The downside was the race broadcast on Saturday wasn’t actually coverage of the Advance Auto Parts 250. It was the Darrell Waltrip show presented by Tide. In exchange for their sponsoring Waltrip for the race, the Proctor and Gamble soap suds folks got an amount of coverage, on screen time for their logos, and mentions all out of proportion to the driver they backed and his seventh place result. Conversely the six drivers who finished ahead of Waltrip and their sponsors got less on screen time, mentions and Joyce Julius minutes than they would have during a normal race broadcast. (For newcomers, the Joyce Julius organization dissects each race broadcast, counting how many seconds each sponsors’ logo appears clearly on screen or how many times that sponsors’ name is mentioned. Sponsors look at what sort of exposure they get and what it would have cost to buy an ad minute during the broadcast to see if they are getting a good value.) And that soap suds brand got more than a few mentions during the qualifying and Winston Cup broadcast as well. With Michael Waltrip, rapidly becoming the sports number one shill, added to the booth crew Aaron’s also got countless mentions though they don’t sponsor a truck. Nor does Tide most weekends. With FOX putting sponsors feet to the fire to force them to buy ad minutes to have their name used or their logos on screen it seems like a conflict of interest to allow one of their broadcasters to strike separate deals to do the same for his personal enrichment. (You didn’t think Darrell did those annoying Aaron’s commercials for free, did you?)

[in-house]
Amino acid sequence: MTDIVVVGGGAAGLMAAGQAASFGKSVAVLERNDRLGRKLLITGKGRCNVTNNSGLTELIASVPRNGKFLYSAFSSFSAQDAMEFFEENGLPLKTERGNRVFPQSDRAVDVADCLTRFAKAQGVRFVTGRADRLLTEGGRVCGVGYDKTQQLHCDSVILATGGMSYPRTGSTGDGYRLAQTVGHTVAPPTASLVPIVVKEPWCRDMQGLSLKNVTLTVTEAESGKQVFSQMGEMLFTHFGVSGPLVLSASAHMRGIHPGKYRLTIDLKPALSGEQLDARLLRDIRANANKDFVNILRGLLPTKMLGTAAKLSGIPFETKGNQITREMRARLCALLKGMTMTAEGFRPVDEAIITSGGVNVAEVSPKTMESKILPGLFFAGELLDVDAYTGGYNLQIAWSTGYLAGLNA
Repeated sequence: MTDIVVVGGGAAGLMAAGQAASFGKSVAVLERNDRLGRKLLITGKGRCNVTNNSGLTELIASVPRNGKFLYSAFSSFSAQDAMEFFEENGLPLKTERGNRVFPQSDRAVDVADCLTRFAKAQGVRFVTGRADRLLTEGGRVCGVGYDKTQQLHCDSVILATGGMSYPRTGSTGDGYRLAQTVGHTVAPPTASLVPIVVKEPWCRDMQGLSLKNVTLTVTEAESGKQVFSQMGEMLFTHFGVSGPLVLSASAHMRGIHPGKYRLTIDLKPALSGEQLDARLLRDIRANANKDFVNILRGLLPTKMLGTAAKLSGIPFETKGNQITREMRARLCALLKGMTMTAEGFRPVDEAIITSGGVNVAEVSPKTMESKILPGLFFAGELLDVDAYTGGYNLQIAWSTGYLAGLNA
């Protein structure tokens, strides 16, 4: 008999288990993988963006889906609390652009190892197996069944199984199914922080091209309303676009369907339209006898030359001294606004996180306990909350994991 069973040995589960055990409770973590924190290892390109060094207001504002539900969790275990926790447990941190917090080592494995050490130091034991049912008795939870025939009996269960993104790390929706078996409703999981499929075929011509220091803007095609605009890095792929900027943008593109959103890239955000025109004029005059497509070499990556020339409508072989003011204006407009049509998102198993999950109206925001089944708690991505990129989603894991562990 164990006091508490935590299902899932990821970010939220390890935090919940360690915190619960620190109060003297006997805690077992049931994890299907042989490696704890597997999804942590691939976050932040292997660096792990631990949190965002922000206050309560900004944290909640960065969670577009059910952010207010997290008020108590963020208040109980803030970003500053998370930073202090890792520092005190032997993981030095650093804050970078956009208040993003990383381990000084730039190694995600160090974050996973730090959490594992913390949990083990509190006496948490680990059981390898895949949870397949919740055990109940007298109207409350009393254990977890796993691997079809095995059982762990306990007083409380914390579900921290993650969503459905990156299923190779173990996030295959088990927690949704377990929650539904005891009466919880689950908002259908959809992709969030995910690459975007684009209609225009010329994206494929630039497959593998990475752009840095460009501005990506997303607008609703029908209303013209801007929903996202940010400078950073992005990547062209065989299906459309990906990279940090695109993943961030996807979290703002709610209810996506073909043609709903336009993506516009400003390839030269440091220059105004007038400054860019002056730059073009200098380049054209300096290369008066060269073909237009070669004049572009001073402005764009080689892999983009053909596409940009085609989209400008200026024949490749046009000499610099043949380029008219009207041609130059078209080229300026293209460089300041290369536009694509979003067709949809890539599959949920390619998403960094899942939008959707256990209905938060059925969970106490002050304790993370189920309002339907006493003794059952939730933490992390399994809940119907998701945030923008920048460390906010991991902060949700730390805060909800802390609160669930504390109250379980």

What’s more, one driver who didn’t get any air time at all this weekend was Tina Gordon who had been leading the rookie of the year standings in the truck series prior to Martinsville. Because Waltrip entered the race he bumped a series regular from the field even as the series desperately tries to line up more full time teams. Yes, Waltrip qualified fair and square, but this issue hearkens back to Winston Cup drivers running in the Busch series getting all the air time, winning all the races, sending regulars home and grabbing too much of the prize money. If I recall correctly (he tends to take both sides of an issue to avoid being wrong) Waltrip doesn’t see the Busch series interlopers to be a serious problem. But then again his brother, a Winston Cup regular, competes in the Busch series and the sponsor of that team employs Darrell in their commercials so it wouldn’t be in his best interests to speak out against the interlopers or even acknowledge such a controversy exists.